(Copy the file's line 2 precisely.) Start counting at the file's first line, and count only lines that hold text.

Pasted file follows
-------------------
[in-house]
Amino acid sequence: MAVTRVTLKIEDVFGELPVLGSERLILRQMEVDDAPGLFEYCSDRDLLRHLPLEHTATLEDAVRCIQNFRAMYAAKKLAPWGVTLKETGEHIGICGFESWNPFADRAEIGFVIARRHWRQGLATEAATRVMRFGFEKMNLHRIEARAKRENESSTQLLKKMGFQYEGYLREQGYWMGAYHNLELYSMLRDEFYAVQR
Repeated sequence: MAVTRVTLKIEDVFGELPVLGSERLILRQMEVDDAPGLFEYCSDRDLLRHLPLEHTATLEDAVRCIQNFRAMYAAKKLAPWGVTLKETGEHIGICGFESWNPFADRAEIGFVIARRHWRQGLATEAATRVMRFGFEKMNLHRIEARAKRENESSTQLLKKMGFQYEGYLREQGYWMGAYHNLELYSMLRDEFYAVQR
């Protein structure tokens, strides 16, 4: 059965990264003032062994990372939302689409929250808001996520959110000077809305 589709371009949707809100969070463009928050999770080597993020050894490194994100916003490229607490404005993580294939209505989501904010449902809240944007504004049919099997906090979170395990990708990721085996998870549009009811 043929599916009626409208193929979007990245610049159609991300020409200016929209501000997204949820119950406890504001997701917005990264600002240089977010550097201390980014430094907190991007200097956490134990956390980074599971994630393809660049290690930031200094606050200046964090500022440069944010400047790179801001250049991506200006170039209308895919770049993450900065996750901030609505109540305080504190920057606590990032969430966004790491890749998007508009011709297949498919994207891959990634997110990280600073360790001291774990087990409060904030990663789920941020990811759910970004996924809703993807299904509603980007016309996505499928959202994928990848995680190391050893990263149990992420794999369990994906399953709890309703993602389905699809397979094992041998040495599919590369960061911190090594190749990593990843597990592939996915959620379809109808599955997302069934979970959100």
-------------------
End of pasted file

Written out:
Amino acid sequence: MAVTRVTLKIEDVFGELPVLGSERLILRQMEVDDAPGLFEYCSDRDLLRHLPLEHTATLEDAVRCIQNFRAMYAAKKLAPWGVTLKETGEHIGICGFESWNPFADRAEIGFVIARRHWRQGLATEAATRVMRFGFEKMNLHRIEARAKRENESSTQLLKKMGFQYEGYLREQGYWMGAYHNLELYSMLRDEFYAVQR